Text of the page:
Chairo (slang)

From Wikipedia, the free encyclopedia
Jump to navigation Jump to search

Chairo (feminine chaira) is a pejorative epithet used in Mexico to describe an individual who holds a far-left ideology.

Similar terms in other Spanish-speaking countries include perroflautas in Spain, zurdos in Argentina and comunachos in Chile.[1]


In the 1960s, a chairo or chaqueto was a term used to refer to an adolescent who was believed to masturbate in excess and as a result was self-absorbed or distracted.[2] The words have connection to chaqueta mental, literally mental jacket.

In her blog at El Universal, prominent blogger Tamara De Anda relates how she and her friends first tried to popularize chairo in high school to describe "neo-hippie" students that would take up camp in the best part of the school's garden.[2] She describes these students as beautiful and self-assured, that they wore fashionable clothes, went to raves and took acid and MDMA. Although they came from nice homes in the south of Mexico City (see Jardines del Pedregal and San Ángel).[2] De Anda and her friends would mock these students as elitists and fake as they claimed to be left-wing whilst going to protests in their best clothes.[2] At this point to de Anda, the chairo was viewed as cool for the things that their wealth provided them.[1] The word started to acquire its current meaning in the mid 2000s. De Anda gave new impetus to the word circa 2004 when she began to use it in her blog, Plaqueta, and to jokingly describe her left-leaning friends.[2]

In 2005, while de Anda attended the Facultad de Ciencias Políticas y Sociales, she created a satirical documentary titled Los Chairos which consisted of interviews with the "chairos" of Mexico City.[1] The popularity of her blog helped increase views for the video and helped disseminate the term. Chairo then began to deform from describing something cool and fun to a word used to indicate and mock those who were demonstrating against the system.[1] De Anda self-describes as a chaira and has expressed discontent with the word's usage to denigrate dissenting views.[1]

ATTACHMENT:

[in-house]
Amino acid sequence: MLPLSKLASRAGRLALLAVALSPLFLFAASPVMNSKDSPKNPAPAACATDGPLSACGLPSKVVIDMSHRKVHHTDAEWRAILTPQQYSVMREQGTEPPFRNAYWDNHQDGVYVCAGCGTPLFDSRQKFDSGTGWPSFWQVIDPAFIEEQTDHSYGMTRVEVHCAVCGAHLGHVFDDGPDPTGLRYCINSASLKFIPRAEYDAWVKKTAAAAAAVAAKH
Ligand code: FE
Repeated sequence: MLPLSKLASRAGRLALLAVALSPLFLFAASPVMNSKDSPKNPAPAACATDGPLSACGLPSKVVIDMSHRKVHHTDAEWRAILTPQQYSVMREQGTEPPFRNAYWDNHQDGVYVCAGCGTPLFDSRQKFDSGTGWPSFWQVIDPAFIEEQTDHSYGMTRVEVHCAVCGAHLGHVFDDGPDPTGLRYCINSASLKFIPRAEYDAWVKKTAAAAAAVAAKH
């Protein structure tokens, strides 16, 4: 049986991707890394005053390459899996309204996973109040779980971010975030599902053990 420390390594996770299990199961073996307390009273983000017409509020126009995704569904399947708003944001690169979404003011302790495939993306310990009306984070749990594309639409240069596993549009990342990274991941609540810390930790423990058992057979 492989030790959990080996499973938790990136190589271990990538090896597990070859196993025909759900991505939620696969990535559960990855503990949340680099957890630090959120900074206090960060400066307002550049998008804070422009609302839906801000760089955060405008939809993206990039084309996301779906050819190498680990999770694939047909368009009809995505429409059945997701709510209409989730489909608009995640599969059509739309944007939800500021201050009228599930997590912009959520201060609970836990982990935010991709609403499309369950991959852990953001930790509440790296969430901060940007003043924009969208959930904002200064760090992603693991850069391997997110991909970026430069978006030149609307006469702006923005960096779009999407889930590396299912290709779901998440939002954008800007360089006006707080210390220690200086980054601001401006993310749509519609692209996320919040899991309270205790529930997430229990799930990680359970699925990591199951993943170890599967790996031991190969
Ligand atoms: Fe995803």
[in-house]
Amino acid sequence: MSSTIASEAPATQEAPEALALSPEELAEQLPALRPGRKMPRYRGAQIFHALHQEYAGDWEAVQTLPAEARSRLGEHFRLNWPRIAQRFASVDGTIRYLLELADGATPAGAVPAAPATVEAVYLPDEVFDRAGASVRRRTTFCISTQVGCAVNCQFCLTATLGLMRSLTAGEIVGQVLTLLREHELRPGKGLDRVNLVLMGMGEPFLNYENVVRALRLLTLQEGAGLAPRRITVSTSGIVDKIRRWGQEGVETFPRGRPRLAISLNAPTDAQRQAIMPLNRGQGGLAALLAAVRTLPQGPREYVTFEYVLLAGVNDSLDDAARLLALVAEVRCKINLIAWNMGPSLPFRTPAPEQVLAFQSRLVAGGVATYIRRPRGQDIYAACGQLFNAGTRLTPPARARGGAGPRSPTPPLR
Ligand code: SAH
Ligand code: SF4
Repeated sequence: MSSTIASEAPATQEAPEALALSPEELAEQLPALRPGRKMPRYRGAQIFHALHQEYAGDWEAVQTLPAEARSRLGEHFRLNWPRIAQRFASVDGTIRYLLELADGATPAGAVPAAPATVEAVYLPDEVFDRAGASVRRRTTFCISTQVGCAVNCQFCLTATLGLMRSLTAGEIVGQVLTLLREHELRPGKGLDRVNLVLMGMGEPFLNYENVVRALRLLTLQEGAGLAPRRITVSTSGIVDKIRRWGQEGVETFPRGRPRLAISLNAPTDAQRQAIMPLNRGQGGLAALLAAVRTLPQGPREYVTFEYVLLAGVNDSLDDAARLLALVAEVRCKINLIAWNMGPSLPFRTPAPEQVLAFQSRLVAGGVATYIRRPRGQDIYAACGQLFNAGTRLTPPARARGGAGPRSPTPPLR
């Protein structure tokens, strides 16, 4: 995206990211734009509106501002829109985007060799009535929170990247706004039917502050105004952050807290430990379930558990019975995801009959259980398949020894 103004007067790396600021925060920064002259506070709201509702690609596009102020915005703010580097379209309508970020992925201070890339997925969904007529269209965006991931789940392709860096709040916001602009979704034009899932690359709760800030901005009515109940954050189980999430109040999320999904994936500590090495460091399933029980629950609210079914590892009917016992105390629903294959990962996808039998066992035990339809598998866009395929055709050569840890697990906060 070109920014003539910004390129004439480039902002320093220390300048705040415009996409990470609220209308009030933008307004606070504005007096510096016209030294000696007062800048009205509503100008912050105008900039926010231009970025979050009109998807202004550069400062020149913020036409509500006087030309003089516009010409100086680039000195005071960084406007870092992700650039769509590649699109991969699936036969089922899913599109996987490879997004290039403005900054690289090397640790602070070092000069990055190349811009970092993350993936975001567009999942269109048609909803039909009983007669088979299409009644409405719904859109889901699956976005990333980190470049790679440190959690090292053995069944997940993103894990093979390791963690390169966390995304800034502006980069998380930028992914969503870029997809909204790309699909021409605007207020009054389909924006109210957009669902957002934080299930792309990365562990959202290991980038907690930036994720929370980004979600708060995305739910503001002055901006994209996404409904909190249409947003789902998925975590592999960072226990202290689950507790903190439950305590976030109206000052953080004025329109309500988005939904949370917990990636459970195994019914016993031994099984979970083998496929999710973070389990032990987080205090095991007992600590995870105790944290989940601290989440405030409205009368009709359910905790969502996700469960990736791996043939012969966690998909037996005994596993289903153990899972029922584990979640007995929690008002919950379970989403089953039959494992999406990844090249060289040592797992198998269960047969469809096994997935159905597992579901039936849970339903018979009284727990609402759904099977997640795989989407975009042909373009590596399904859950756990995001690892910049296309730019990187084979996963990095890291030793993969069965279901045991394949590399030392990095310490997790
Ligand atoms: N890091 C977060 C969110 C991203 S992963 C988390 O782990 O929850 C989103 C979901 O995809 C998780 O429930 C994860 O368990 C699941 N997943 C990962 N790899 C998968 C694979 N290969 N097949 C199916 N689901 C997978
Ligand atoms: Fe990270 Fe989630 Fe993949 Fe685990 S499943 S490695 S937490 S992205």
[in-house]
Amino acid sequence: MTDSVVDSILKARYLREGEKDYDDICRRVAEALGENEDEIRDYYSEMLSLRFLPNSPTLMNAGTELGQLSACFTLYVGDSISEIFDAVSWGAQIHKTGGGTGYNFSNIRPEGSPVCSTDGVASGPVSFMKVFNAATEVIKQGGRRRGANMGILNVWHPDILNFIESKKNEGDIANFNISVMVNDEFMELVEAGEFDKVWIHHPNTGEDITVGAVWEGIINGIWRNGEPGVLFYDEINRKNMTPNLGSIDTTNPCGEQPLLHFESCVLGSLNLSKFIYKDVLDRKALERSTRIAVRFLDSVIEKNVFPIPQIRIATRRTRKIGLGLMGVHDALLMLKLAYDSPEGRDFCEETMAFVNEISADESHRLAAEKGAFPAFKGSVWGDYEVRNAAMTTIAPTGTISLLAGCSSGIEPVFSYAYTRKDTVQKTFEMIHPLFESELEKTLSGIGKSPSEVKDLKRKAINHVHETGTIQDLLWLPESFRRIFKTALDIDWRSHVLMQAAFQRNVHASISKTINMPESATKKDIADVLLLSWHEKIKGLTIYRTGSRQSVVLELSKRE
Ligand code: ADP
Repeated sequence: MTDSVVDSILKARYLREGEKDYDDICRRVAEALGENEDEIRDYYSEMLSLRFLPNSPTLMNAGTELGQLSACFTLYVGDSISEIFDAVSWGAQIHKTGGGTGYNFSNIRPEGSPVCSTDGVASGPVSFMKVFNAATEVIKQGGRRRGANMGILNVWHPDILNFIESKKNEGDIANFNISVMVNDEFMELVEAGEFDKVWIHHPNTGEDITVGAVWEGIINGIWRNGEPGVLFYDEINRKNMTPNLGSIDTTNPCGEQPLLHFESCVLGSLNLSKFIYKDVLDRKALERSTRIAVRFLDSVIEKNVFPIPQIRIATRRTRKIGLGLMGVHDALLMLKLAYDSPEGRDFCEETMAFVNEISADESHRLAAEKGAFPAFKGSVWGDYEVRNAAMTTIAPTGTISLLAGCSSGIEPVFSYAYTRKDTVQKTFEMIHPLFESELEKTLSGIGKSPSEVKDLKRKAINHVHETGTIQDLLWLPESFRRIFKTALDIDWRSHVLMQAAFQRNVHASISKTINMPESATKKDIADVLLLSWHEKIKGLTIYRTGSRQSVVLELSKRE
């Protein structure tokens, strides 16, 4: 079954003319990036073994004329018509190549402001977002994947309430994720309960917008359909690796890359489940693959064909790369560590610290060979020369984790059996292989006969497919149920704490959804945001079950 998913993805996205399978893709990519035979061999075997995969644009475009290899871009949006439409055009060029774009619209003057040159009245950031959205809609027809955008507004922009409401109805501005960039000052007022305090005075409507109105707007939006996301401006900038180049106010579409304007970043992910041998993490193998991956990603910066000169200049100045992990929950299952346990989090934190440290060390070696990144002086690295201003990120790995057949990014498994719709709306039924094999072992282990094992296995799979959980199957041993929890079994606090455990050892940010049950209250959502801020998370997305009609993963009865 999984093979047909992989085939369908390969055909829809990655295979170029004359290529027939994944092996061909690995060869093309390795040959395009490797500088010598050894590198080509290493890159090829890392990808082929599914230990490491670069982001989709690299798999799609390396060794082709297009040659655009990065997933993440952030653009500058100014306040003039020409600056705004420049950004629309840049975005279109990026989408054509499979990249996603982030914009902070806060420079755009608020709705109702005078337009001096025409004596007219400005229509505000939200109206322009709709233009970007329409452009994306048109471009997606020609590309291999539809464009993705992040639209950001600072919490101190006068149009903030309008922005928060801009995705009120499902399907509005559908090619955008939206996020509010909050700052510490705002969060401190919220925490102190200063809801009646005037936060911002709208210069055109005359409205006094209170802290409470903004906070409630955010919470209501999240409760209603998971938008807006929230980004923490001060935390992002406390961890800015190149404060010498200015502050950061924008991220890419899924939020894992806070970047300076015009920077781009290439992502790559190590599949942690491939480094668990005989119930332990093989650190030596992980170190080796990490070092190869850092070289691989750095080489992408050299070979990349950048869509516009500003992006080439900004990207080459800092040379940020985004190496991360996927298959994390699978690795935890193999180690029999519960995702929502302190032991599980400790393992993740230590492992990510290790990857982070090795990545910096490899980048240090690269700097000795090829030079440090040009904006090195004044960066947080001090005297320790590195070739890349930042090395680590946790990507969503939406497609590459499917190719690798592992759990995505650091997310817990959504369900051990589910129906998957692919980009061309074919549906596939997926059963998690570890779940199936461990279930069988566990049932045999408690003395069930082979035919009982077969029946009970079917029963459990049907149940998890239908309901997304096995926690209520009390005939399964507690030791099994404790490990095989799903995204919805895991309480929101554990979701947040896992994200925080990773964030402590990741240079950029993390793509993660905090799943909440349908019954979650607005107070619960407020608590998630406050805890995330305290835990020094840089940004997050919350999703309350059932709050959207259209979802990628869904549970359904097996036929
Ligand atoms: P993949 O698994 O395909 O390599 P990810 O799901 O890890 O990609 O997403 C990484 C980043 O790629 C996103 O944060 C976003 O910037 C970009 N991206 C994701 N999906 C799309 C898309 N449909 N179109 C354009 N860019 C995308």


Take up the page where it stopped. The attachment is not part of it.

The term has been further popularized by social media and now encompasses a large array of attributes. Most commonly seen as a 20-something college student, the term has also been extended to journalists, academics, writers and artists.

Common traits attributed to the chairo include: an expansive leftist-anarchist ideology, some sort of nationalist view (sometimes grounded on indigenismo), being indignant and fighting "the System" and globalization.[2] They may be against what they believe to be "Zionism" and "American imperialism".[2] A chairo is sometimes seen as a radical that sympathizes with Socialism that is in line with Chavismo.[2] A common belief is that the 2006 and 2012 elections were stolen from Andrés Manuel López Obrador through electoral fraud.[2] The media outlets La Jornada and Aristegui Noticias (see Carmen Aristegui) are said to be favored by the group.[2] They can have the belief that violent acts of anarchism are justified because they believe they live under a Fascist dictatorship.[2]

Other stereotypes include wearing Che Guevara shirts and smoking marijuana or ingesting peyote.[1] As well as adhering to the philosophy of Noam Chomsky and reading the works of Eduardo Galeano.[2]

According to the Diccionario del español de México, compiled by the Colegio de México, a chairo is an offensive adjective used to describe individuals that defend social and political causes that are in contrast with the political right, however they lack real commitment to the causes defended; an individual that is autosatisfied with their own attitudes.[3][4]

A picture of writer Daniel Malpica[5] (editor of Radiador Magazine) became a popular image macro of the "typical chairo".

See also[edit]


  1. ^ a b c d e f "Nosotros los chairos". Chilango. Retrieved 22 November 2015.
  2. ^ a b c d e f g h i j k l "Los chairos". Milenio. Retrieved 21 November 2015.
  3. ^ "Define Colmex a los "chairos"". El Universal (in Spanish). Retrieved 26 June 2017.
  4. ^ Diccionario del Español de México (DEM), El Colegio de México, A.C. Retrieved 4 October 2018.
  5. ^ "Daniel Malpica - Ícono de la Cultura Virtual". Daniel Malpica. Retrieved 6 June 2016. Blog post by Malpica on the use of his image

External links[edit]